Press Freedom Still Faces Challenge


Namrata Sharma

May 3rd is annually celebrated as the Press Freedom Day globally as per the declaration of the UN General Assembly in 1993. This is the day to celebrate the fundamental principles of press freedom and see how it is currently in the global context. The Day reminds us that media needs to be defended from attacks on their independence and the right to dig out factual information and share to the world.  This is the day for the governments and the corporate sector media owners to remember their commitments to press freedom. Media professionals also need to reflect on the issues of press freedom and professional ethics. May 3rd is also the day to remember all the journalists who have died in wars, conflicts or natural calamities while collecting news. 

Many have been killed for their brave and daring work of investigating corruption, crime and all atrocities that are hidden. Uncovering the misuse of power and exposing it to the world has subjected many journalists to be killed, arrested, imprisoned, kidnapped and stripped of their jobs. According to World Press Freedom Index compiled by Reporters Without Borders (RWB) “journalism the main vaccine against disinformation” is completely or partly blocked in 73 per cent of the 180 countries ranked by the organisation. According to RWB, Nepal has dropped six places on the global press freedom index taking a place of 112 among 180 countries.

Strong pillar

The media in Nepal has always been a strong pillar in strengthening democracy. However, according to the annual World Freedom Day report published by the Freedom Forum on May 3, 2022 there were 96 cases against journalists in Nepal including 7 female journalists. There have been no efforts to address registered cases of crimes against journalists and there is an “ambiguous and over-broad provisions of the rule undermining the freedom of expression, right to broadcast and principle of open internet”.

Press freedom in Nepal was established in 1990 after the restoration of multiparty democracy. With the advent of the multiparty system, many media outlets mushroomed and several political parties registered their tabloids and weeklies, which served as their mouthpiece. After the establishment of Kantipur Publications, the mainstream private sector media took root in Nepal. Before 1990, the media comprised of government-owned print and electronic media such as The Rising Nepal, Gorkhapatra and Nepal Television. There was such hegemony that if anyone who dared to speak against the government or publish any written stuff before 1990 would be subjected to arrest and imprisonment. Working journalists during the early 1990s will surely remember the excitement of having the opportunity to write freely without restrictions from the state.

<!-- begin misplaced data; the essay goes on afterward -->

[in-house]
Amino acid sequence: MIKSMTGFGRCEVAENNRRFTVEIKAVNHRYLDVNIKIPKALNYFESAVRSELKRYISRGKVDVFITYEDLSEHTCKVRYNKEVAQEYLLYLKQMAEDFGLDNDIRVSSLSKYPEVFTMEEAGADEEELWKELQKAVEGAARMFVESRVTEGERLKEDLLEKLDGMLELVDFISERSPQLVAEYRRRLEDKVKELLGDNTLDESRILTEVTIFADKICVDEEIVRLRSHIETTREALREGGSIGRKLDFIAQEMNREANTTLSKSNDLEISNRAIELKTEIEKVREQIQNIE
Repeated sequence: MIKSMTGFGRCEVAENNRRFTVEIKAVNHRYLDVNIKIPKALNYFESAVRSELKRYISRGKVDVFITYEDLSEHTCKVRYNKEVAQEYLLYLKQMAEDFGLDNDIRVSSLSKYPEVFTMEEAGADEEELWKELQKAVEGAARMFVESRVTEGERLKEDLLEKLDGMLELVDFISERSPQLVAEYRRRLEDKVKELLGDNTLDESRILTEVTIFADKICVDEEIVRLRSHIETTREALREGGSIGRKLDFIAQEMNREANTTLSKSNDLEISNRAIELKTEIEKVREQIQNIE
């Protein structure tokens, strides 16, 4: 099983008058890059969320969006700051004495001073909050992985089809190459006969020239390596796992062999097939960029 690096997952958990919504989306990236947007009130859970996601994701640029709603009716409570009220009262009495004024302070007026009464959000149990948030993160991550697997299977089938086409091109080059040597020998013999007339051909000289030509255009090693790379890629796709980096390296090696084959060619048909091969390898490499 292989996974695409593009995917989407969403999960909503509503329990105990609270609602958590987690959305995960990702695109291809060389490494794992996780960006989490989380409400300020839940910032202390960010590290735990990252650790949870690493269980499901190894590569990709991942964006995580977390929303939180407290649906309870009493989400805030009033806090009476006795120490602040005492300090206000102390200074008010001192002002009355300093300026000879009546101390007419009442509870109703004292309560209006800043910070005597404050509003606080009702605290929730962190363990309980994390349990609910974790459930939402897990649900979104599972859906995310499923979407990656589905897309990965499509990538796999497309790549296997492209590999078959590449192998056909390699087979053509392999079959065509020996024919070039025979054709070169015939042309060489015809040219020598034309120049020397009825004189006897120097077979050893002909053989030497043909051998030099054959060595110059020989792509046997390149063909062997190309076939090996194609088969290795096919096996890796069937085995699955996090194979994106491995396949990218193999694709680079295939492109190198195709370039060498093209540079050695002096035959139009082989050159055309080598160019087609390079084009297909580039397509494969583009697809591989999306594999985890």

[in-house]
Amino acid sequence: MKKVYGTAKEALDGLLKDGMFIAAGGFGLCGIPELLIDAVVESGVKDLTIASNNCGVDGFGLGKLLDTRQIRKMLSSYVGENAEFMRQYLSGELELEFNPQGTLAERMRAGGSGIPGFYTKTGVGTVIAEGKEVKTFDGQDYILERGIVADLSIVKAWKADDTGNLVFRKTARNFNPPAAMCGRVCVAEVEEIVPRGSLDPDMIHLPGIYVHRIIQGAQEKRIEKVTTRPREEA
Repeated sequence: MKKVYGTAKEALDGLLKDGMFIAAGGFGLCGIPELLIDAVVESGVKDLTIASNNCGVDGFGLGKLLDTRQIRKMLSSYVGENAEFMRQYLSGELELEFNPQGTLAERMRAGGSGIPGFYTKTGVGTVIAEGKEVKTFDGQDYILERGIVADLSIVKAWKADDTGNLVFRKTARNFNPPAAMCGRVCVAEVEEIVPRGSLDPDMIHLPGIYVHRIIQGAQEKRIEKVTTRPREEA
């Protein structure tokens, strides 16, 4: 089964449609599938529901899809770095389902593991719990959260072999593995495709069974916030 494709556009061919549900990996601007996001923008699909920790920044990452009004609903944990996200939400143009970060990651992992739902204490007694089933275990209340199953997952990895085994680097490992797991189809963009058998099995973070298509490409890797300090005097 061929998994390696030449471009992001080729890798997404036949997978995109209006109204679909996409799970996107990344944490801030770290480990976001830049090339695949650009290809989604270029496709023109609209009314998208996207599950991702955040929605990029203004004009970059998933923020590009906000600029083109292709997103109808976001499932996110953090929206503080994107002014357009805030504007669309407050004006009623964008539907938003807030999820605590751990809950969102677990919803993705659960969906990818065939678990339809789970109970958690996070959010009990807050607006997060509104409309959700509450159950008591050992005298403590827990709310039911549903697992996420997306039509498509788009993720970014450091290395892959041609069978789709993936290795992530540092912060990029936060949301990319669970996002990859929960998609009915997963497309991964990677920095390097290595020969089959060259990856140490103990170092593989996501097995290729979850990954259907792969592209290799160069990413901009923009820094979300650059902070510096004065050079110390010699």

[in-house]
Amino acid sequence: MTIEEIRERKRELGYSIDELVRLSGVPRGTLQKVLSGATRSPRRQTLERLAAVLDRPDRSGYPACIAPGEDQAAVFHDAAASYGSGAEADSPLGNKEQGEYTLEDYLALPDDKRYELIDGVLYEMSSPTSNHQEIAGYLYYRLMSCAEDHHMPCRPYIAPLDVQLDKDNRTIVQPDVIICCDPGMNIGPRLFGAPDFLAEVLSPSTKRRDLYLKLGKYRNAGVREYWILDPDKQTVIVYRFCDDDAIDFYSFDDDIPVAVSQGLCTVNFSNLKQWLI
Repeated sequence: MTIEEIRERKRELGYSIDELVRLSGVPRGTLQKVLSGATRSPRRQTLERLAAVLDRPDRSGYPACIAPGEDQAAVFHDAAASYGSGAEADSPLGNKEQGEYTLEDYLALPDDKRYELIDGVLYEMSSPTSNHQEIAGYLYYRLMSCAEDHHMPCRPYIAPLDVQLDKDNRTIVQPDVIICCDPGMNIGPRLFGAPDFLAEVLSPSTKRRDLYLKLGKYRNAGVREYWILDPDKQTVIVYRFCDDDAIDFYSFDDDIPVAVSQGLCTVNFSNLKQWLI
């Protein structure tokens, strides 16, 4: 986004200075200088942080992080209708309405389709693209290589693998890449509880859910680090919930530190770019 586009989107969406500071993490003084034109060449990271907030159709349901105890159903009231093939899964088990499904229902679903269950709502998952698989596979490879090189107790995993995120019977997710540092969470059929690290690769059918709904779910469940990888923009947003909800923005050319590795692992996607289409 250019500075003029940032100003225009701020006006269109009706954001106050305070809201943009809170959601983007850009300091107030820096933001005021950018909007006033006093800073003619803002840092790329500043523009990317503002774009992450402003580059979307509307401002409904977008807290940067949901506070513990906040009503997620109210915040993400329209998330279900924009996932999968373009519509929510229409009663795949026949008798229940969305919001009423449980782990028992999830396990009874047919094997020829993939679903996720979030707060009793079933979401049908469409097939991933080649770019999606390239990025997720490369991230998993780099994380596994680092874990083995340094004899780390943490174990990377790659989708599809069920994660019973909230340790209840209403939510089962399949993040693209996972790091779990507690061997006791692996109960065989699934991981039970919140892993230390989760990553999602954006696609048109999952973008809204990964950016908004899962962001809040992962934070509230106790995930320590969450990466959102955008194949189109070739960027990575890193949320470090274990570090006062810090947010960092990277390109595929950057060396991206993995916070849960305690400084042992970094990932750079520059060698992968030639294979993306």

This scribe remembers a regional conference of journalists in mid 1990s where journalists from the South Asia region were flabbergasted at how open the Nepali press was because the journalists were forthrightly demanding the resignation of the then Prime Minister. They said that they would have been arrested in their countries if they did the same thing. Since then and now, there has been a major paradigm shift in the media scenario in this country. Before 1990, the Nepali media was governed only by the government, but now, apart from government ownership there are corporatised media, social media, foreign press and also media affiliated to political parties.  There are more than three dozen dailies and electronic media that have coverage not only in the Kathmandu Valley but in all the seven provinces. 

It is interesting to note that some of the coverage by the government media, including electronic, audio-visual and print has become more progressive over the years. Issues of misdoings within the government sectors, be it in hospitals, the construction sector and within some departments were never published or broadcast before, but now the government mouth pieces are also publishing and broadcasting such issues. During the period of absolute monarchy, journalists’ published pamphlets and messages in a underground movement to create awareness among the population to be alert to the dictatorship that came with a feudal and patriarchal system. They did this risking their lives, jobs and family safety. Many were caught for articles they dared to write. 

After the 1990 political change, Nepali media was equally strong in raising the voice of the Nepali people to steer the country towards development and peace. During the civil war again journalists were under attack both by the Maoist insurgents and security agencies. There are several cases of journalists who disappeared then and were killed but no credible account and investigative reports related to this have been released by the government so far. Once more injustice was done to journalists for risking their lives to bring out the facts and truths. However, Nepali press never gave up and has always moved ahead to bring out the issues of the Nepali people and the nation and to alert authorities of corruption from various angles. 

Stringent laws

Now after the country has entered a federal system, it is not an exaggeration to say the press freedom is again under threat. It is an irony that as Nepal is progressing on the path of democracy as a federal country, there are stringent laws being formulated and enacted which are curbing press freedom. The government has enacted the Electronic Transaction Act which makes it easier for journalists to be arrested and fined for articles they publish. This Act has made journalists in Nepal vulnerable to defamation charges. This is a serious state of affairs and there is a looming question as to where the country is heading regarding press freedom without which democracy is threatened. 

(Sharma is a journalist and women rights advocate Twitter handle: @NamrataSharmaP ) 

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